Time for Professional Sports to Be Consistent on Free Speech

Umpire Joe West practicing his only known skill--blowing his stack!

Isn’t it time to apply free speech rules to major league sports? Officials can say anything they please and be as incompetent as the day is long, but if anyone has the temerity to criticize them, it costs them a bundle.

Consider two recent examples, one from the National Basketball Association and one from major league baseball. Rasheed Wallace of the Celtics has been fined a whopping $25,000 by the league twice this season. For that kind of coin he must have remained seated for the National Anthem and assaulted a fan, right? Nope. Rasheed’s egregious and costly transgressions involved criticizing NBA officiating. The first came when he suggested that referees have a double standard when it comes to poster child LeBron (middle name “Vastly Overrated") James; that is, James gets away with flagrant fouls but officials blow the whistle if someone so much as touches he who Rasheed dubbed the league’s “Golden Boy.” Rasheed got dunned again when he asked how it was possible for Kevin Durant—the Golden Boy in waiting—to go to the charity stripe 15 times in a game in which the entire Celtics team only took 17 free throws. Serious NBA watchers would say that Rasheed’s criticism of officials was on target both times, so why did it cost Wallace fifty grand to say what's true?

Now consider that major league baseball umpire Joe West called two entire teams—the Boston Red Sox and the New York Yankees—a “disgrace” because their recent game took 3:46 to play. He also called them “pathetic” and “embarrassing.” What would have happened if any one of the players on those teams used such language to criticize West or his crew? Once again a double standard applies.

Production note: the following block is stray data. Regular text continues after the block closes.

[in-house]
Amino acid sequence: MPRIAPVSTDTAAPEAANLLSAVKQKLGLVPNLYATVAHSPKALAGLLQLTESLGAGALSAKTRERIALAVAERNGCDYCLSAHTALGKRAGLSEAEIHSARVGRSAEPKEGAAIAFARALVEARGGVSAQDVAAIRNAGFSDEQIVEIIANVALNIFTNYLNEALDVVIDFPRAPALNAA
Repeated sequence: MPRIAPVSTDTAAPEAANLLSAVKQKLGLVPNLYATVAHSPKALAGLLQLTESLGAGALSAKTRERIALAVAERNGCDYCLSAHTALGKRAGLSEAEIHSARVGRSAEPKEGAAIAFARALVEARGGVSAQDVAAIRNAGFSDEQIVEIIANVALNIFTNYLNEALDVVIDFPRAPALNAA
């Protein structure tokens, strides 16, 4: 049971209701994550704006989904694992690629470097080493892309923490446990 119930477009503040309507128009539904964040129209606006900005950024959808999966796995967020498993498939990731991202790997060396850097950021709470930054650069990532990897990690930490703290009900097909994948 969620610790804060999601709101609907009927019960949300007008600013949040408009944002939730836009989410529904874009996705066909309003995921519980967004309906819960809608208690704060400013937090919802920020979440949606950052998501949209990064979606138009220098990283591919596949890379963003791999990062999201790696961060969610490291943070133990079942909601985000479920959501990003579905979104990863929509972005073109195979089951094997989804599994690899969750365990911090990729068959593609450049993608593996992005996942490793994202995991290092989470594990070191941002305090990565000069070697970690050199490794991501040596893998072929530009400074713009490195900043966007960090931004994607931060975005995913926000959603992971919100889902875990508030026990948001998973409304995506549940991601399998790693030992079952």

I’ve been watching Chubby Joe’s tiresome act for quite awhile and he’s one of the league’s worst umpires. Not only is his strike zone consistent only in its inconsistency, but his hair-trigger temper makes him temperamentally unsuited for his job. Twins manager Ron Gardenhire noted that there is two minutes and twenty-five seconds worth of commercials each half inning. Do the math. If you multiply 145 seconds seventeen times, forty-one minutes of each game is due to TV, not player delays. Poor Joe West—as a senior umpire he’s only making $300,000 to work about 180 games per year (counting spring training). The poor slob gets a paltry $1666 per game and if each one is four hours long that’s just $416 an hour. I can’t think of anyone who’d work for that kind of chump change, can you?

If anyone cares, the 2010 Super Bowl took three hours and thirty-eight minutes to play. And football’s a game subject to a one-hour play clock. Thank God for the clock—it shaved a whopping eight minutes off of what it took the Sox and Yankees to play nine. Major league sports need either to hold their officials to the same standards as players, or unmuzzle the dogs and let each side nip at each other’s ankles. If it was me, Rasheed would get his money back and Joe West would be on the carpet.

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